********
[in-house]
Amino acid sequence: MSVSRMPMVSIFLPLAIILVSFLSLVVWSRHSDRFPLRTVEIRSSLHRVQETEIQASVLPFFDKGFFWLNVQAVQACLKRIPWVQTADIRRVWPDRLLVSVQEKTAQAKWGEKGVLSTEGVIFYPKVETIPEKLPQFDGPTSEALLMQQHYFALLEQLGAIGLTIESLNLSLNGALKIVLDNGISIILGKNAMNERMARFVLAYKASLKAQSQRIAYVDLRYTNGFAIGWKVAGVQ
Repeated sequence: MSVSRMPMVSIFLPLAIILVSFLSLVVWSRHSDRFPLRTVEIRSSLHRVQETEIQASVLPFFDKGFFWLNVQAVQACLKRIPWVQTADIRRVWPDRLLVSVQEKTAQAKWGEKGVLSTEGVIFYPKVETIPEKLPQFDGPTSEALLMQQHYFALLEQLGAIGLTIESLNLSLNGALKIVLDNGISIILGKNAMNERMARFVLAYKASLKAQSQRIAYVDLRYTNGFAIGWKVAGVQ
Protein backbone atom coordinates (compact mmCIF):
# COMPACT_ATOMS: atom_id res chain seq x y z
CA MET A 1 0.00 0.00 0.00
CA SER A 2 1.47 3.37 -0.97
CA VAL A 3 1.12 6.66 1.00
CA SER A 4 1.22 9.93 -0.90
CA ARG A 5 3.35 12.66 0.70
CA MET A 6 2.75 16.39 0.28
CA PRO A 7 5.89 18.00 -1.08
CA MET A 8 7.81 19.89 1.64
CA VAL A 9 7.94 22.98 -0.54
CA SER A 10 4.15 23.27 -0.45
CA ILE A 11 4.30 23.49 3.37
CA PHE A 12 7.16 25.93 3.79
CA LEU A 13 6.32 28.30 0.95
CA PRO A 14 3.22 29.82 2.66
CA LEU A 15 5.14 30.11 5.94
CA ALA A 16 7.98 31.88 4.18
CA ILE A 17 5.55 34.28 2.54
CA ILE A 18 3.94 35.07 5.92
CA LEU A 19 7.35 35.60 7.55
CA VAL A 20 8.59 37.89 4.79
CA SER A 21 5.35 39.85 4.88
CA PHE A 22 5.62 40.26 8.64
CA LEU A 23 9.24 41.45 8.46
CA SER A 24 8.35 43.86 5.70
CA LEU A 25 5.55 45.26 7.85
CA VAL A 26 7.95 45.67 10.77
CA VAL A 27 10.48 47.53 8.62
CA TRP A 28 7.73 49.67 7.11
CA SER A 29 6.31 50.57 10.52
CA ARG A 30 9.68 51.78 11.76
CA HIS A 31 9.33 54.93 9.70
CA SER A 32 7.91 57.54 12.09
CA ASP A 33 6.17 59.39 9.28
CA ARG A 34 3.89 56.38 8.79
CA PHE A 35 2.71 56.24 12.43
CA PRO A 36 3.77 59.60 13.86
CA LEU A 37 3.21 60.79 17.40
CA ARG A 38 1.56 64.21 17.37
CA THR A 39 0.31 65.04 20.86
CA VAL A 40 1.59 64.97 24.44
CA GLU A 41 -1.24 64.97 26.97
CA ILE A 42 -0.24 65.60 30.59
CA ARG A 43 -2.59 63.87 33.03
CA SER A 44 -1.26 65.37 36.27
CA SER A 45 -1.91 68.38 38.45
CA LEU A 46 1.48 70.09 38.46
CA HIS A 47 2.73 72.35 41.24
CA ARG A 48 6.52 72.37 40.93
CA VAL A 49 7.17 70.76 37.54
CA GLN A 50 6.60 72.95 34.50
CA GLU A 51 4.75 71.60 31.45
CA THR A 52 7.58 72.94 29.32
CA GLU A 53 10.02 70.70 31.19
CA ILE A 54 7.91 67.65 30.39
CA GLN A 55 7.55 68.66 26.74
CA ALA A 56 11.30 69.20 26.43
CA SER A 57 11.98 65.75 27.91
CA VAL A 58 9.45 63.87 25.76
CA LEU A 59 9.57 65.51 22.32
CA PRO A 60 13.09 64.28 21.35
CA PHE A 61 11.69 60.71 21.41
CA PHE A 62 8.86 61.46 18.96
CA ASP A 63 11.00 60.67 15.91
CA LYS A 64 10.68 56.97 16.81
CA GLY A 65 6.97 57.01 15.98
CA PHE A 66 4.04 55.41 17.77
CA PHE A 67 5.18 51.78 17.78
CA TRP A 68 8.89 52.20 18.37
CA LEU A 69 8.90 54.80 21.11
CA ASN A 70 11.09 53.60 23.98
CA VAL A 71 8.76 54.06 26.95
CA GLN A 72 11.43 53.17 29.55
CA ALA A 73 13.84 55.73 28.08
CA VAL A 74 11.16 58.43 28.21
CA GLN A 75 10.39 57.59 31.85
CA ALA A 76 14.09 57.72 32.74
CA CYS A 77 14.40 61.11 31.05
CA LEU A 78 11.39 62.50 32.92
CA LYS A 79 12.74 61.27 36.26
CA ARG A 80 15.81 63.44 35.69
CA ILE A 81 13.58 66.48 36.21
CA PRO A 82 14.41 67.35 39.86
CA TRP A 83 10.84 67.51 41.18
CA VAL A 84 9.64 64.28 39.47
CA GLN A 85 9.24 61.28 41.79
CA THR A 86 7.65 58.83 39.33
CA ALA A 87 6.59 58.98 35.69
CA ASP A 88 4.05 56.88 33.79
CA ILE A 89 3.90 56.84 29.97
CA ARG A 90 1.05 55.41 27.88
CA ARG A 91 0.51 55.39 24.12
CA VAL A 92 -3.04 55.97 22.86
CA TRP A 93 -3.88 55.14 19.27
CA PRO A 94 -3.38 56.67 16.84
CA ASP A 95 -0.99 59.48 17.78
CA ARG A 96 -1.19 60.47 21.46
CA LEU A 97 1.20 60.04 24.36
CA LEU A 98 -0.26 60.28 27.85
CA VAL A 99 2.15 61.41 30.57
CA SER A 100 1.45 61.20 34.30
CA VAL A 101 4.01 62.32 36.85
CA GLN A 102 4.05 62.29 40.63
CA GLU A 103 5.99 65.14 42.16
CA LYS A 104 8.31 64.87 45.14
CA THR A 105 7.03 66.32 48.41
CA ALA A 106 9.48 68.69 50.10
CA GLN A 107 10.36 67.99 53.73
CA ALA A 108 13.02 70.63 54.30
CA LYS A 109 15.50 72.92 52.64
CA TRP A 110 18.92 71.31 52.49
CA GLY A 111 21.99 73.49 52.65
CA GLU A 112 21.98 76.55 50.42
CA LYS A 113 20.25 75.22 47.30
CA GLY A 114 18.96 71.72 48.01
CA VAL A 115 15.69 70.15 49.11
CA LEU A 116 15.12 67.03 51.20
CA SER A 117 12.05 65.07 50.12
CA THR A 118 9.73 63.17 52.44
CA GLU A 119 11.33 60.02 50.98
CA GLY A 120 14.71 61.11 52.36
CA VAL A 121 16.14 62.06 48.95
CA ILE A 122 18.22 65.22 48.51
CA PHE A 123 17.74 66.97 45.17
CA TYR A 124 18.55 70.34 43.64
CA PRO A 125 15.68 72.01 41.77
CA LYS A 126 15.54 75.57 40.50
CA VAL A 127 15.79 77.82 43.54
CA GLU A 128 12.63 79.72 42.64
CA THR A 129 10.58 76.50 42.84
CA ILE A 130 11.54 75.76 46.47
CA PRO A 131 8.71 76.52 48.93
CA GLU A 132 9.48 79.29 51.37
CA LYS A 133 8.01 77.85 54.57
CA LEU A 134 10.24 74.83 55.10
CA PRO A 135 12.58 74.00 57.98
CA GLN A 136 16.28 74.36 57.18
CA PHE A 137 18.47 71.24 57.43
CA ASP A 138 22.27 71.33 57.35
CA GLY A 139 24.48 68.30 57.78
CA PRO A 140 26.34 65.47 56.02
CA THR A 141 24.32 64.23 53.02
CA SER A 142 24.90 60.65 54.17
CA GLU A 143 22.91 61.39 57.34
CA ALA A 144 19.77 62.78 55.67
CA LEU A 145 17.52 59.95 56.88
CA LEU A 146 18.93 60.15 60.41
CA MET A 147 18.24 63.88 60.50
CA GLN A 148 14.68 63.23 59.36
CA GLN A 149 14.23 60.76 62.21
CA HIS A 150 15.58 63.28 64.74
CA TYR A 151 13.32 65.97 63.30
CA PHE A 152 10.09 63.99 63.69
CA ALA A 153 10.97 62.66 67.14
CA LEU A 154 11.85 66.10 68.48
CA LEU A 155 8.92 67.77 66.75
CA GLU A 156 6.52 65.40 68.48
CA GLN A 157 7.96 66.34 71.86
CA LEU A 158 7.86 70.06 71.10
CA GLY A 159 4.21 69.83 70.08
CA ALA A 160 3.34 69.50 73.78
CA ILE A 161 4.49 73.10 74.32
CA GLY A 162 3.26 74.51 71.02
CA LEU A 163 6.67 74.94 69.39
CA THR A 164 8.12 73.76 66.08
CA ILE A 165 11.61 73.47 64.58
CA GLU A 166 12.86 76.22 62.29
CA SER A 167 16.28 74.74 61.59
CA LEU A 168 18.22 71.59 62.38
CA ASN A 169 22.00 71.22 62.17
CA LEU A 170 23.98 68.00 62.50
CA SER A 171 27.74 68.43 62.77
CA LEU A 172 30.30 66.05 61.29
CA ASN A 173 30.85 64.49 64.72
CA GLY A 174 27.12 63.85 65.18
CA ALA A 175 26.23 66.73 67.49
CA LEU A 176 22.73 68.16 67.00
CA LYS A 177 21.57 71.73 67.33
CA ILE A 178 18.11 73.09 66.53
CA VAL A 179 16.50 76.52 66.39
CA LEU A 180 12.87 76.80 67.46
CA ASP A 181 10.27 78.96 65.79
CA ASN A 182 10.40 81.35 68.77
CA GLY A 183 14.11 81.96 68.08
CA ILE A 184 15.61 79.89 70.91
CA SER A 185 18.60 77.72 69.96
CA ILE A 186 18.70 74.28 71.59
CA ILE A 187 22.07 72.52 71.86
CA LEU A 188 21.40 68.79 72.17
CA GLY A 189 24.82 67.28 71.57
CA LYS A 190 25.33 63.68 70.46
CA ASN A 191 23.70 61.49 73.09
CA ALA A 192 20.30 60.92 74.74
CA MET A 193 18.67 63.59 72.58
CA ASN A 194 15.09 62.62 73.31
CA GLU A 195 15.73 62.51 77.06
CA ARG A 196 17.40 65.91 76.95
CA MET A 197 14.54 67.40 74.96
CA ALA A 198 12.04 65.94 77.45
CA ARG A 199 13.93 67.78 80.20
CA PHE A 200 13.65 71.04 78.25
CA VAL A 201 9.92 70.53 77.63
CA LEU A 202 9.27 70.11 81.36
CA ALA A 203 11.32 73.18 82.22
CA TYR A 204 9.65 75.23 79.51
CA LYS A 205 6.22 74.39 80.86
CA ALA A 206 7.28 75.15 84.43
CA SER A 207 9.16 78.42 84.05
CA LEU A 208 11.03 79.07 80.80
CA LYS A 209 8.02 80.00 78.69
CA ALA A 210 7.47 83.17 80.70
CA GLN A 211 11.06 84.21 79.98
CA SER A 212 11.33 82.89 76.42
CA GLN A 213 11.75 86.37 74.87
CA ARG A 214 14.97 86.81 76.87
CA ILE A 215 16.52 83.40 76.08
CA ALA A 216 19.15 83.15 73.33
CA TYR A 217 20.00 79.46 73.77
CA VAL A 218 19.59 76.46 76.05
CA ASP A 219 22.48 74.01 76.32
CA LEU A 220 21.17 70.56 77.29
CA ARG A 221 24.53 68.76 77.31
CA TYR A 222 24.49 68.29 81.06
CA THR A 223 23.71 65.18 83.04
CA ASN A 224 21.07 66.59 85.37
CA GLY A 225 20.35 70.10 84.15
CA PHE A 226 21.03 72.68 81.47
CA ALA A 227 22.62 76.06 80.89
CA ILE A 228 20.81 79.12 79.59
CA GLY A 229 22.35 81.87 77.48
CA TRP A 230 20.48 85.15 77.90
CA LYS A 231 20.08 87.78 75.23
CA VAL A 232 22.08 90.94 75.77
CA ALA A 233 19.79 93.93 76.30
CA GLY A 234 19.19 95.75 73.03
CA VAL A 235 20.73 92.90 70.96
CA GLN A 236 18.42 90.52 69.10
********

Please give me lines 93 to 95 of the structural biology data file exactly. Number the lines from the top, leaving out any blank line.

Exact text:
CA ASP A 88 4.05 56.88 33.79
CA ILE A 89 3.90 56.84 29.97
CA ARG A 90 1.05 55.41 27.88